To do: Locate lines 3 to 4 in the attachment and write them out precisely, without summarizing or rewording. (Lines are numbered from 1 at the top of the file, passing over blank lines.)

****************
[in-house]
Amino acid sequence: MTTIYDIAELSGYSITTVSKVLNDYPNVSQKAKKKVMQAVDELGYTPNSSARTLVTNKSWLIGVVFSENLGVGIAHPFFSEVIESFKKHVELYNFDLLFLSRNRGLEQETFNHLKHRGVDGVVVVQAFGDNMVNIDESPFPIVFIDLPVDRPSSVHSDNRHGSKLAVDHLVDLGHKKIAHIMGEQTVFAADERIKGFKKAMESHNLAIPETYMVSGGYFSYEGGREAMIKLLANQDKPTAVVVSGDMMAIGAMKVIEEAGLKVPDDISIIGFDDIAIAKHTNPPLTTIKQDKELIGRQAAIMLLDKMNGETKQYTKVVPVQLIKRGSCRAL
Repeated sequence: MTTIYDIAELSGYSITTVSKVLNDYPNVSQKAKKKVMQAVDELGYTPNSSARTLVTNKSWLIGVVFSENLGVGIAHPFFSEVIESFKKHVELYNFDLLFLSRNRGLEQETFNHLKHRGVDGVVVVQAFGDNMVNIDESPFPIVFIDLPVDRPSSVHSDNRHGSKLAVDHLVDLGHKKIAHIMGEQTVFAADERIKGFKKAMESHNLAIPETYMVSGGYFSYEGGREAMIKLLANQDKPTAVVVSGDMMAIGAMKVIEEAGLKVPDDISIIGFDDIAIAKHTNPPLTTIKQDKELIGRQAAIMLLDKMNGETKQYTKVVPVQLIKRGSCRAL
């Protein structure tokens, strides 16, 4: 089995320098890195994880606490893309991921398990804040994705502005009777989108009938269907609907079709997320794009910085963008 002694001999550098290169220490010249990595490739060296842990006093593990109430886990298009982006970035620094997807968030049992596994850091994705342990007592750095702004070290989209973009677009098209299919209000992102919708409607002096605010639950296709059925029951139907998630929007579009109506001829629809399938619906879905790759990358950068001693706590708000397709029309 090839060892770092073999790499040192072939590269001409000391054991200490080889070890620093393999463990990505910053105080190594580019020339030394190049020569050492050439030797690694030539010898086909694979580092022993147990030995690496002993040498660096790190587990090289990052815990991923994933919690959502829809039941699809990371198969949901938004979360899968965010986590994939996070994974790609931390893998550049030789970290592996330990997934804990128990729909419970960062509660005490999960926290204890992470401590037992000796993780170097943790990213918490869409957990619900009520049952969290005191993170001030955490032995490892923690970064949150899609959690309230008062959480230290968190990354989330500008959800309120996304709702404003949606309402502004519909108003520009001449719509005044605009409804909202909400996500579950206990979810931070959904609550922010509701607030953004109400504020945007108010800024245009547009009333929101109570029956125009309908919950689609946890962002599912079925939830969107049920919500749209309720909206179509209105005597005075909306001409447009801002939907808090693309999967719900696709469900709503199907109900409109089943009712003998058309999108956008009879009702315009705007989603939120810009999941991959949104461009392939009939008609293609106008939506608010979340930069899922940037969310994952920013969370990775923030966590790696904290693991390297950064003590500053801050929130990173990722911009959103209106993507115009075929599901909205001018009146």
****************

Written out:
Repeated sequence: MTTIYDIAELSGYSITTVSKVLNDYPNVSQKAKKKVMQAVDELGYTPNSSARTLVTNKSWLIGVVFSENLGVGIAHPFFSEVIESFKKHVELYNFDLLFLSRNRGLEQETFNHLKHRGVDGVVVVQAFGDNMVNIDESPFPIVFIDLPVDRPSSVHSDNRHGSKLAVDHLVDLGHKKIAHIMGEQTVFAADERIKGFKKAMESHNLAIPETYMVSGGYFSYEGGREAMIKLLANQDKPTAVVVSGDMMAIGAMKVIEEAGLKVPDDISIIGFDDIAIAKHTNPPLTTIKQDKELIGRQAAIMLLDKMNGETKQYTKVVPVQLIKRGSCRAL
């Protein structure tokens, strides 16, 4: 089995320098890195994880606490893309991921398990804040994705502005009777989108009938269907609907079709997320794009910085963008 002694001999550098290169220490010249990595490739060296842990006093593990109430886990298009982006970035620094997807968030049992596994850091994705342990007592750095702004070290989209973009677009098209299919209000992102919708409607002096605010639950296709059925029951139907998630929007579009109506001829629809399938619906879905790759990358950068001693706590708000397709029309 090839060892770092073999790499040192072939590269001409000391054991200490080889070890620093393999463990990505910053105080190594580019020339030394190049020569050492050439030797690694030539010898086909694979580092022993147990030995690496002993040498660096790190587990090289990052815990991923994933919690959502829809039941699809990371198969949901938004979360899968965010986590994939996070994974790609931390893998550049030789970290592996330990997934804990128990729909419970960062509660005490999960926290204890992470401590037992000796993780170097943790990213918490869409957990619900009520049952969290005191993170001030955490032995490892923690970064949150899609959690309230008062959480230290968190990354989330500008959800309120996304709702404003949606309402502004519909108003520009001449719509005044605009409804909202909400996500579950206990979810931070959904609550922010509701607030953004109400504020945007108010800024245009547009009333929101109570029956125009309908919950689609946890962002599912079925939830969107049920919500749209309720909206179509209105005597005075909306001409447009801002939907808090693309999967719900696709469900709503199907109900409109089943009712003998058309999108956008009879009702315009705007989603939120810009999941991959949104461009392939009939008609293609106008939506608010979340930069899922940037969310994952920013969370990775923030966590790696904290693991390297950064003590500053801050929130990173990722911009959103209106993507115009075929599901909205001018009146």